“I absolutely 100 percent support term limits,” Rizzo agreed. “I believe there are too many people who have been in politics way too long and they don’t represent us properly. One of the reasons I’m running is I would probably only be in office for one term and wouldn’t run again.”
Dent seized on commentary Daugherty has made calling the job of a congressman foolish, asking him to defend himself.
“I think what’s foolish about what congressmen do is they spend over half their time from the moment they get into Congress on the phone begging for cash,” Daugherty began.
“I don’t,” Dent interjected.
“Begging for cash, begging for cash,” the Democrat continued, adding later: “To me because you’re not doing the people’s business because what you’re doing is just focusing on getting re-elected.”
Daugherty repeatedly brought up Dent’s campaign spending in excess of $1 million in 2014 in a race that was uncontested at the state and federal levels.
Dent challenged Daugherty on claims it would be his lowest priority to return tax dollars to the district through earmarks. The incumbent pointed to an appropriations bill he worked on that recently passed and included money for a security perimeter fence at Fort Indiantown Gap within the sprawling 15th District, the Route 412 widening in Bethlehem and the American Parkway bridge in Allentown.
Daugherty tried to reiterate his mission to work on trade policies, as Dent interrupted him.
“He’s asking more questions again, I’m trying to give an answer. Can I give an answer? I think he’s asked about 50 questions,” Daugherty said. “So my answer is I’m going to look to bring projects back here, Charlie, but it’s not going to be priority because I’m not looking to make this a career.
“I’m not looking to have ribbon-cuttings and get my name in the paper so I can be in Congress for 10 or 15 years.”
Rizzo followed up by saying money budgeted for certain expenses should be spent that way, claiming that 25 percent of highway funding goes to projects unrelated to roads: “I think we need to basically make sure we’re good stewards with the money, have it come back to the congressional district and make sure it’s spent appropriately.”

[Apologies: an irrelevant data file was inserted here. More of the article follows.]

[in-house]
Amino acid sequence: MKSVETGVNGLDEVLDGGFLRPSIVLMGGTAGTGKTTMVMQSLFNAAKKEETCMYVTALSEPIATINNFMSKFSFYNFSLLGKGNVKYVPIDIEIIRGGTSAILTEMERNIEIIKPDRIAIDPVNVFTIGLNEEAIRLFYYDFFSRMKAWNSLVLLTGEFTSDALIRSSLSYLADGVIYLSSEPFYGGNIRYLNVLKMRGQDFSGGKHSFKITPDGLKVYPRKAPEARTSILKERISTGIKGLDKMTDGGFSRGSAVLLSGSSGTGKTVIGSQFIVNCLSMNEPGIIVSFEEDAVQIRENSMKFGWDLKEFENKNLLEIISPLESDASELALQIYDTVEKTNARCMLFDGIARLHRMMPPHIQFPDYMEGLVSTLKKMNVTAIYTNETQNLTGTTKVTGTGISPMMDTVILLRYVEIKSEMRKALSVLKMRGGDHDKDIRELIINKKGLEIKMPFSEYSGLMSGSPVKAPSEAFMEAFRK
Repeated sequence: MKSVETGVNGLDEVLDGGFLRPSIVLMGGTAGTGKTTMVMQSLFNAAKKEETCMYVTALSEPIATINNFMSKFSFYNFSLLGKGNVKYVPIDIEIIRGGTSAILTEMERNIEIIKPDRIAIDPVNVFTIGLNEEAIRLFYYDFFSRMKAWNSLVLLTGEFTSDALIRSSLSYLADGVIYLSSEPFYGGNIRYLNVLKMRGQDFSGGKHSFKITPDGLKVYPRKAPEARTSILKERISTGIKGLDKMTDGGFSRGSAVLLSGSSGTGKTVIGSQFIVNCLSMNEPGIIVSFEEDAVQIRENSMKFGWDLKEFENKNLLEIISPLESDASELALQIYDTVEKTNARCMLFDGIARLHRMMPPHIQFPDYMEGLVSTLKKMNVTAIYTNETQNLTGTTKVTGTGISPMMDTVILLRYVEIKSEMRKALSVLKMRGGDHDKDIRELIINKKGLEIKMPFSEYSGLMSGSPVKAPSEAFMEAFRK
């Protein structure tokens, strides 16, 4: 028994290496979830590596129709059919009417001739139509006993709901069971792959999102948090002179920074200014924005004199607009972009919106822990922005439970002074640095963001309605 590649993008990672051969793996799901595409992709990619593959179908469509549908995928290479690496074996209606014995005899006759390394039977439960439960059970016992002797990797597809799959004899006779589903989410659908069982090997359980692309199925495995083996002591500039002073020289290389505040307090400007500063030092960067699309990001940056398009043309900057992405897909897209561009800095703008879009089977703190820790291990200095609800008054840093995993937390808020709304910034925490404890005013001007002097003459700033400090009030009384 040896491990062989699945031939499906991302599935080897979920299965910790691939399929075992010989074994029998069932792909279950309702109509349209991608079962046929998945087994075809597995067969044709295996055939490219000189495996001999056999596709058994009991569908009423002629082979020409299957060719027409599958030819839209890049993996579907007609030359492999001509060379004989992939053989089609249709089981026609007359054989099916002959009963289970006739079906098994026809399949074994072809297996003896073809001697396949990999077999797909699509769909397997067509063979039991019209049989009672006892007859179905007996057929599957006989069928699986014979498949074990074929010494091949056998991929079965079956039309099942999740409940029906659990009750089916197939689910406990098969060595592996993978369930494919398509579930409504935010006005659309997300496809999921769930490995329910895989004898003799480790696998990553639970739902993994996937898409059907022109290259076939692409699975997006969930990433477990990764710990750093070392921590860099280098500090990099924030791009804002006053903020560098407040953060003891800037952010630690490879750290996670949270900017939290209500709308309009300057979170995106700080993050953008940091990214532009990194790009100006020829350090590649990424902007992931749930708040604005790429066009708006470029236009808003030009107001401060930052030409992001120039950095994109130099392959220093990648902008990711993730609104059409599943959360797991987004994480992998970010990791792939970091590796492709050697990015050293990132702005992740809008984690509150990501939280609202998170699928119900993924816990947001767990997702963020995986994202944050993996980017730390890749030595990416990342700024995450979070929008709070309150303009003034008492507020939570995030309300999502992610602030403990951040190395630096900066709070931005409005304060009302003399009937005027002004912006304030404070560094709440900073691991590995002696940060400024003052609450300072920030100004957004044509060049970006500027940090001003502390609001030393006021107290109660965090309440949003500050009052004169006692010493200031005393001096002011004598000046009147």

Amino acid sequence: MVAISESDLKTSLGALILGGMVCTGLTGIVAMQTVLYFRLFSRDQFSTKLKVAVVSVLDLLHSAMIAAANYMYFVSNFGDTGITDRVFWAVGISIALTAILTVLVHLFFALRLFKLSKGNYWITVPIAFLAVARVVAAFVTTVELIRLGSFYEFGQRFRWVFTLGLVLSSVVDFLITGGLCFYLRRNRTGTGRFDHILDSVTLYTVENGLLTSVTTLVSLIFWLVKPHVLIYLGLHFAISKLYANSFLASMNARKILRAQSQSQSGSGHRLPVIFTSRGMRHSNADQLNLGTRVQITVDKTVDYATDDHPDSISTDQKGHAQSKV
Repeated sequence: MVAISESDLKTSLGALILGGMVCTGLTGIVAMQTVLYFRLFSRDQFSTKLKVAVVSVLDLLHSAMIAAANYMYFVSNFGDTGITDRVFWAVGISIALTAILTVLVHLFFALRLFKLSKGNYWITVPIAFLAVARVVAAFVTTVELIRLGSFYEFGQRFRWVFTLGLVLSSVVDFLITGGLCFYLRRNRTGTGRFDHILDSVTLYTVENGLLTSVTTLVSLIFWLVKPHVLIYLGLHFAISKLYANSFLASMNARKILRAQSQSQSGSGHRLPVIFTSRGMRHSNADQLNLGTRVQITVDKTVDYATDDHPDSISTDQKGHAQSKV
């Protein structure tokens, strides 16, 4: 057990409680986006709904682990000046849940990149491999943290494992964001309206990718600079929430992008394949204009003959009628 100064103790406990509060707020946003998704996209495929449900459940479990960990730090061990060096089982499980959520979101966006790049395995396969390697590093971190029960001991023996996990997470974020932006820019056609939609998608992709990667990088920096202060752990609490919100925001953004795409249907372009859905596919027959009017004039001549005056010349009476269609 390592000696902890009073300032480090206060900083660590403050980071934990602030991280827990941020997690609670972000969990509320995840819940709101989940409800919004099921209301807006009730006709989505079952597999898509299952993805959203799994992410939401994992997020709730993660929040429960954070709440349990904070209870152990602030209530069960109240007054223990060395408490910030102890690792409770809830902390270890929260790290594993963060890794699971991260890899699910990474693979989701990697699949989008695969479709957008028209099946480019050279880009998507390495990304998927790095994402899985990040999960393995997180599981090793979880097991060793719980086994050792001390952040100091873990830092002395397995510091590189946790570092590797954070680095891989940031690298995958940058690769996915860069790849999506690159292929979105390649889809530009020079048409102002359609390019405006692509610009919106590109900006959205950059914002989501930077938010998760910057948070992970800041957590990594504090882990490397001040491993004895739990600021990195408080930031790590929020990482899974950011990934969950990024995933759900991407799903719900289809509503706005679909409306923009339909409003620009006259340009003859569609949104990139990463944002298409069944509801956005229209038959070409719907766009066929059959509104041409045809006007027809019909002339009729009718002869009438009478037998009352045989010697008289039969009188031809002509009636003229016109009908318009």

The debate took a decidedly grim turn when Daugherty pressed Dent on a 2015 report to Congress about China that asserted the United States can’t defend against Chinese cyberattacks. The report said China believes it can withstand a nuclear strike and retaliate and “China soon will be able to knock out every satellite in every orbit.”
Moderator Laura McHugh threw the question first to Rizzo, who said United States debt held by China is a bigger problem “than any nuclear strike.”
“First I read lots of reports and I’ve not seen any one that any nation could withstand a major nuclear assault from this country,” Dent answered. “There are no winners in a nuclear war including the Chinese and that’s one thing we all want to avert. …
“I guarantee you that our nuclear arsenal would do damage anywhere if, heaven forbid, it were ever released. It’s a very serious matter and there are no winners and I can assure you that many millions of people would be killed.”
The 15th District covers Lehigh County; parts of Berks, Dauphin and Lebanon counties; and the following area of Northampton County: Bethlehem and the townships of Allen, Bushkill, East Allen, Hanover, Lehigh, Lower Nazareth, Lower Saucon, Moore, Plainfield (Belfast, Kesslersville and Plainfield Church districts), Upper Nazareth (Western) and Williams.
PBS39 says those who missed the hourlong debate will be able to view it on the station’s YouTube account.